4.2 Percent Of Drivers Admit To Sleeping While Driving In The Past Month

Jan 03, 2013 08:14 PM EST | Matt Mercuro

One in 24 Americans admitted to falling asleep while behind the wheel of a car within the past month according to a new study conducted by the U.S. Centers for Disease Control and Prevention. The survey was based on results of nearly 150,000 drivers living in 19 states.

Click here to see the full report by the CDC on their website.

"Drivers need to avoid driving while drowsy and learn the warning signs," said study author and CDC epidemiologist Anne Wheaton. She said some of the warning signs include yawning, drifting between lanes and missing exits.

The report showed that one of the most dangerous aspects of driving is simply not getting enough sleep while operating a vehicle. People who stated they have a snoring problem or get less than six hours of sleep a day are more likely to fall asleep behind the wheel than those who don't have a snoring problem or get more than six hours.

The National Highway Traffic Safety Administration stated that around 2.5 percent of all fatal motor crashes and 2.0 percent of all non-fatal crashes were caused because of "drowsy driving" according to CBS.

The AAA Foundation for Traffic Safety stated that over 16 percent of all fatal crashes occur because of a drowsy driver as well.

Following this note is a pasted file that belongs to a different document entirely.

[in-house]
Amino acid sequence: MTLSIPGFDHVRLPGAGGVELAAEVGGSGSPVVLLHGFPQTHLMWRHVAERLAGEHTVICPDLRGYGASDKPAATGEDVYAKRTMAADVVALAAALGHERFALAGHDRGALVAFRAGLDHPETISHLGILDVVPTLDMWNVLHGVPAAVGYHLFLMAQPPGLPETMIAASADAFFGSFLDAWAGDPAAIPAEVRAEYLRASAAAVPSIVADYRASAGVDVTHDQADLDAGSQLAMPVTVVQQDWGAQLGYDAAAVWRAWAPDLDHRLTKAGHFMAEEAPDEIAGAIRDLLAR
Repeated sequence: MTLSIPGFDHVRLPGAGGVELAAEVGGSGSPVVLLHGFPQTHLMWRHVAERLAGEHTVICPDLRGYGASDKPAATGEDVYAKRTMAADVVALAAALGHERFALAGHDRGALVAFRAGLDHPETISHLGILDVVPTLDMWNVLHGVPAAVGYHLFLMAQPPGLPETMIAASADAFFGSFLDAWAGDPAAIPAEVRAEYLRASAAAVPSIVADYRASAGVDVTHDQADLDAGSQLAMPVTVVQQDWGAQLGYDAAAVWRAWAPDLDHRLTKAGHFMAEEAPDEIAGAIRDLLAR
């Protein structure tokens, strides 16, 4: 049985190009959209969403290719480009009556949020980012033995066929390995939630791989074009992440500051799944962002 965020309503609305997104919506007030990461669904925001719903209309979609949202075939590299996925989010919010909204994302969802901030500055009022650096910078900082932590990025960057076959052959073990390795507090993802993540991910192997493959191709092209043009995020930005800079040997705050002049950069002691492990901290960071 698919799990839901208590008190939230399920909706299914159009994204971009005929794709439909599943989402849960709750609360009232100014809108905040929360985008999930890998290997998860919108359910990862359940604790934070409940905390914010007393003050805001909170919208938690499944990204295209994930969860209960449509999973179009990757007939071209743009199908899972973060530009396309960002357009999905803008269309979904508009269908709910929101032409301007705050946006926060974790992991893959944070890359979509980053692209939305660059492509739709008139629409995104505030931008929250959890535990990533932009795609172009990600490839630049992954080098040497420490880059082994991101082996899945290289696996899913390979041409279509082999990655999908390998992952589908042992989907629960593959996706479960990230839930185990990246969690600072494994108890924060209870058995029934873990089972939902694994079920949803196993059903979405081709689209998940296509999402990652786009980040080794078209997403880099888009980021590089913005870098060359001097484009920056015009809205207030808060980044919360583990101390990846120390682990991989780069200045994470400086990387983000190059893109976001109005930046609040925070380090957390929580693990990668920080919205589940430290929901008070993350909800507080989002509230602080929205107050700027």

"If a driver recognizes the signs, they need to get off road as soon as possible in a safe area until they are able to drive again or change drivers," Wheaton said.

The CDC survey asked drivers 18 or older if they had ever fallen asleep while driving in the last month or so, and how often they fell asleep during the day. Sleeping habits were also some of the questions on the survey as well.

Men are more likely to fall asleep while driving than women according to the survey that found 5.3 percent of men fall asleep behind the wheel, where as 3.2 women do. Younger drivers are also more likely to fall asleep than older, more experienced drivers.

"Drowsy driving is a serious risk to personal health and public safety, and snoring is an important warning sign that should not be ignored," American Academy of Sleep Medicine (AASM) president Dr. Sam Fleishman said to CBS News in a statement. "Loud and frequent snoring is a common symptom of obstructive sleep apnea, a sleep illness that often causes excessive daytime sleepiness."

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